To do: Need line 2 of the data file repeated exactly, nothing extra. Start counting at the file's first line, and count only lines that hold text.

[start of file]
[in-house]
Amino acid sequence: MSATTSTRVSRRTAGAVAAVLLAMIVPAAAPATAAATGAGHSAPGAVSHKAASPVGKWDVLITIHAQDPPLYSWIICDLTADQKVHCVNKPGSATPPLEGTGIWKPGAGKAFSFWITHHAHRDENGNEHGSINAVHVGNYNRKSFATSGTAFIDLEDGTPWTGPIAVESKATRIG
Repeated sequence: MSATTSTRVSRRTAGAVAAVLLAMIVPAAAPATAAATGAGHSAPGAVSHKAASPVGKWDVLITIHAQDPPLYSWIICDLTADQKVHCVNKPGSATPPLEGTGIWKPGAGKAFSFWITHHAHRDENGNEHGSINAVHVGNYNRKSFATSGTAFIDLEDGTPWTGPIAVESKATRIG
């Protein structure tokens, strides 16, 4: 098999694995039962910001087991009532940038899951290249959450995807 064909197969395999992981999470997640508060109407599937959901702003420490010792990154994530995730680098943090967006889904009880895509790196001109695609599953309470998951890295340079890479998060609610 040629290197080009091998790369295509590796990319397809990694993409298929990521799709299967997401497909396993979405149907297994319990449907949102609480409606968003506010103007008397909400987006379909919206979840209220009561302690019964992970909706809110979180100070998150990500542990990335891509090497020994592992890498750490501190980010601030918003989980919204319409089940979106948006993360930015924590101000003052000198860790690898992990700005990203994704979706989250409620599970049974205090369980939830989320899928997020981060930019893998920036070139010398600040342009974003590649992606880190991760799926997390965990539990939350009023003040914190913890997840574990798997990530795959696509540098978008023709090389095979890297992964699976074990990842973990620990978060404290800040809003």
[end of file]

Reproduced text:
Amino acid sequence: MSATTSTRVSRRTAGAVAAVLLAMIVPAAAPATAAATGAGHSAPGAVSHKAASPVGKWDVLITIHAQDPPLYSWIICDLTADQKVHCVNKPGSATPPLEGTGIWKPGAGKAFSFWITHHAHRDENGNEHGSINAVHVGNYNRKSFATSGTAFIDLEDGTPWTGPIAVESKATRIG